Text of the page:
01/09/2011 14:57 BST | Updated 01/11/2011 09:12 GMT

Kraft Foods, Kellogs And Britvic Stung By Which? Children's Lunch Survey

PRESS ASSOCIATION -- Children's pre-packed lunchbox favourites should have clearer nutritional labelling to show parents the levels of salt and sugar in them, a consumer watchdog has said.

In the run-up to the start of a new school term, Which? assessed items aimed at pupils and found that adding two products to a lunchbox could provide a quarter of the recommended sugar intake, and more than half the daily salt intake, for a five-year-old.

Out of more than 1,000 parents surveyed, eight out of 10 of those who give their child a packed lunch said they included pre-packaged items.

Richard Lloyd, executive director of Which?, said: "These products might seem like handy fillers for your child's lunchbox but they can be bad for their health and your wallet. You're better off making your own children's lunches or giving them school dinners which are much more nutritionally balanced."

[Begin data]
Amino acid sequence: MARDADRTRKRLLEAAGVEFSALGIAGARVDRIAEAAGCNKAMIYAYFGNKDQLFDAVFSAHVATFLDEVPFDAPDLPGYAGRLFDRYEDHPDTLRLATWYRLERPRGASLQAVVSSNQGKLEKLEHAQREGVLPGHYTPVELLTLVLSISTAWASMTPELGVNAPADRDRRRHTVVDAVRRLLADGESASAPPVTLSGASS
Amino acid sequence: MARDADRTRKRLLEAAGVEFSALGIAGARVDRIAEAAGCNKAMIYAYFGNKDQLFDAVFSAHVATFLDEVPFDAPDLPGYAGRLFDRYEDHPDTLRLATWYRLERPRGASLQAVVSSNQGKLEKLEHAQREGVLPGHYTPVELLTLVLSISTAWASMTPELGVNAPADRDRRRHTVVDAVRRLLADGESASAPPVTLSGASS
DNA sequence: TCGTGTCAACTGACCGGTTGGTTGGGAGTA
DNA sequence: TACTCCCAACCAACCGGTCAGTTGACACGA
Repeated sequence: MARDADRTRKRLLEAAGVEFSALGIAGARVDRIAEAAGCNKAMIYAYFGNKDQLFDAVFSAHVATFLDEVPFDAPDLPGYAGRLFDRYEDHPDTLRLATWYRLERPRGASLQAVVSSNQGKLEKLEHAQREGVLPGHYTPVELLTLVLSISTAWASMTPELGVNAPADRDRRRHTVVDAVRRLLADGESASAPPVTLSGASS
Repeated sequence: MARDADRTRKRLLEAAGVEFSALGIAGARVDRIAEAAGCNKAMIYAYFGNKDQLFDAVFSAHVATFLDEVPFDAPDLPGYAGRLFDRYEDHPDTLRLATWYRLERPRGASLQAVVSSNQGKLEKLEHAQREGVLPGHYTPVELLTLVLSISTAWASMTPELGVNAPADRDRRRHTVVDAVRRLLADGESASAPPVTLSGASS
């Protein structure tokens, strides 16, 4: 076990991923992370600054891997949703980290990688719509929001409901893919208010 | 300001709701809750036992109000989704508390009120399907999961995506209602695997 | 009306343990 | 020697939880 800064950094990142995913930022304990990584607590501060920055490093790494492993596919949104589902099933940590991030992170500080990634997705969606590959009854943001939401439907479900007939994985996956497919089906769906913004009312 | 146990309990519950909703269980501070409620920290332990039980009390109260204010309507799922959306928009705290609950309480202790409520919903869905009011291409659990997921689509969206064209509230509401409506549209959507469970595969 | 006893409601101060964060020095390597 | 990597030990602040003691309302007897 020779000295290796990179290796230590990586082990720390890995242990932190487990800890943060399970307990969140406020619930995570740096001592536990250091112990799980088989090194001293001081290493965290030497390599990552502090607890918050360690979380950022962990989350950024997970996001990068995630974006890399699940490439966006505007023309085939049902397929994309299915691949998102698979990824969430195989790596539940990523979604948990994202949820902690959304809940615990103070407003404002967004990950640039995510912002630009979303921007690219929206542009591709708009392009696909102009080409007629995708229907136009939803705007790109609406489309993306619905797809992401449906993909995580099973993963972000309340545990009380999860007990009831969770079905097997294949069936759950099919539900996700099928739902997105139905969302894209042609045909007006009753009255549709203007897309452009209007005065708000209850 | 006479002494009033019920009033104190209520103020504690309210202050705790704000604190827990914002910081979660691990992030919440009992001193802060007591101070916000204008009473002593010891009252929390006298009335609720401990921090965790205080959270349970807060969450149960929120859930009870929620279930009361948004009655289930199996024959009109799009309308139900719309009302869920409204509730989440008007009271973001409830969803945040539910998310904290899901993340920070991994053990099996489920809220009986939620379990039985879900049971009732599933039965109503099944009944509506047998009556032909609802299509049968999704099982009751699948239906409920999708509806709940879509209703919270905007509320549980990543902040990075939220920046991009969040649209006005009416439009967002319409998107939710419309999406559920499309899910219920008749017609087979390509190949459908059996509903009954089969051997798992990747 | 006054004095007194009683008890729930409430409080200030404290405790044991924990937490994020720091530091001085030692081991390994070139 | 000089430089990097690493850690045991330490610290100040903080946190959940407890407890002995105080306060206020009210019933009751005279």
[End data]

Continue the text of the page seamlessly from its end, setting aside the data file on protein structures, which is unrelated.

Seven out of 10 of those surveyed said they would like to see "traffic light" labelling on food products aimed at children, with red to signify high levels of salt, sugar and fat, amber for medium and green for low.

The research found that a pack of Dairylea Lunchables Ham'n'Cheese Crackers has 1.8g salt, more than half of the recommended daily level for a five-year-old. A 200ml bottle of blackcurrant and apple Robinsons Fruit Shoot drink has 22g of sugar, which is a quarter of the maximum amount for a five to 10-year-old.

Other items assessed by Which? included a Kellogg's Coco Pops snack bar, which has 8g of sugar, and Fruit Factory Fruit Strings which have 9.6g of sugar per 20g serving.

A Britvic spokeswoman said: "The only product in our Fruit Shoot range that we recommend for the school lunchbox is Fruit Shoot My 5, which contains 80% fruit juice and counts as one of kids' five-a-day.

"It is disappointing that Which? has focused on one product as the Fruit Shoot range includes regular and low-sugar options."

A spokesman for Kraft Foods, which makes Lunchables, said: "We clearly print nutritional information on packs to help all parents make informed choices, but we would also point out that a pack of Lunchables contains more than half of a five to 10-year-old's daily calcium requirements too."